In Europe, when Jews were highly stigmatized, part of the reason was that they got sexual with gentile women. I don't know the truth, but it was part of the stereotype. Ditto with American black men, back when lynchings were common. They were seen as a sexual threat. These aren't the only cases.

A sexual threat seems to be part of the most highly negative stereotypes that often involve violence and extreme ostracism. And that's a fact.

They are teaching in our schools that every man is a potential rapist, and ought to be treated that way. In our schools ... kids believe it.

They take the most negative features of the worst men and generalize that to every man, even teenagers. They weave this negative side of men into a psychopathic straw man that they take for real.

They take the best features of the most saintly women and generalize that to every woman, even babies. The weave this bit of magic thinking into an Angel, full of love and benevolence.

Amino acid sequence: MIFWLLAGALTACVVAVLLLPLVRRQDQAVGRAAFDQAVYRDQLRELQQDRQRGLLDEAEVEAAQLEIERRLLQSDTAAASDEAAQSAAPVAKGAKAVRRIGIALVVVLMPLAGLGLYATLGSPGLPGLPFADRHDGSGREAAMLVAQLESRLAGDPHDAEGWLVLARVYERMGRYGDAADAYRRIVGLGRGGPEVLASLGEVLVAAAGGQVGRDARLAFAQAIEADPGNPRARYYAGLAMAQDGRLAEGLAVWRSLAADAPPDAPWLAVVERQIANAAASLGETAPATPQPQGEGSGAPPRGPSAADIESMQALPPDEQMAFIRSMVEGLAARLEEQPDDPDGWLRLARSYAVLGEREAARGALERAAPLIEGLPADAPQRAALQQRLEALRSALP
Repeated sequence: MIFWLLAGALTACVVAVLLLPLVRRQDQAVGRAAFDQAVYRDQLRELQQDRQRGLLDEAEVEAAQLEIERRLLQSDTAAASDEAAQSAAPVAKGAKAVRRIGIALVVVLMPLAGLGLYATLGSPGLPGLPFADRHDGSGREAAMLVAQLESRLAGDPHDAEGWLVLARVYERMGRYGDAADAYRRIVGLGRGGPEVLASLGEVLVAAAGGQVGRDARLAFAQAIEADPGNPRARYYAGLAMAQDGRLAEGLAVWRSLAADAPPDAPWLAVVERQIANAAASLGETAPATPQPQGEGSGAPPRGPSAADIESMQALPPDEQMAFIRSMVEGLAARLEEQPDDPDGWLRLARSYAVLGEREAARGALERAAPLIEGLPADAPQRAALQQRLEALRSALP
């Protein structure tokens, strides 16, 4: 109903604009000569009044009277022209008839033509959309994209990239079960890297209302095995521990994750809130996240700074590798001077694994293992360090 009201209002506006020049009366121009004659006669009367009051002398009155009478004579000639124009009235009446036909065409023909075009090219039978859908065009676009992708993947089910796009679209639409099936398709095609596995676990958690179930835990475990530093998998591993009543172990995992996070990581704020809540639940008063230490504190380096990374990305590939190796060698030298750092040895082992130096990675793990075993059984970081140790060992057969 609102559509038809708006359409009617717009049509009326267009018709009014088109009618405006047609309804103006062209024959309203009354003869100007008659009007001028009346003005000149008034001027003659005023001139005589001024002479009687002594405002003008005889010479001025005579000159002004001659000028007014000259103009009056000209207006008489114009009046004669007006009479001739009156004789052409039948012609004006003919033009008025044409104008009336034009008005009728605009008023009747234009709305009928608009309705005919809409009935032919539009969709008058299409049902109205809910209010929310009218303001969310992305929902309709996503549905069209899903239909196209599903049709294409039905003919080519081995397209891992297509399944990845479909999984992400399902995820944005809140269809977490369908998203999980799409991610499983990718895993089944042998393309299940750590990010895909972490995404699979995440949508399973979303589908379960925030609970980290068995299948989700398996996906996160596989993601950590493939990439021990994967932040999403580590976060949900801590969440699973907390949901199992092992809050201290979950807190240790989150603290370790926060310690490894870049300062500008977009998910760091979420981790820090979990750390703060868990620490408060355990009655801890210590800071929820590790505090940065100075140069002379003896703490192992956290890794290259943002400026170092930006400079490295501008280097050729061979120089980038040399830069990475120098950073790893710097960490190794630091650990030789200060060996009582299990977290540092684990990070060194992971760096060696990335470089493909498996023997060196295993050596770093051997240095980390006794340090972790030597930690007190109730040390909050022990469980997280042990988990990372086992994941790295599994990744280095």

When you believe that, any contact between men and women is defiling.

These are women who read Cosmopolitan at 14 for the articles on artful cocksucking. More and more, young girls focus on using their allure to hook-up with guys with assets. At 14. Purity is an obsolete concept in the 21st century.

There are the timid and the bold, but whatever can be said of youthful female sex, purity isn't the word that pops into your mind. Those attacks are not about any of the stuff they claim they are about. They are the ideological window dressing covering for a war against masculinity in the workforce -- particularly those parts that offer full dental and three week paid vacations after five years.
Bugs





Joined: 16 Dec 2009
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votes: 8

PostPosted: Sat Jan 27, 2018 12:54 am    Post subject: Reply with quote

More on the same theme, with a different subject area ...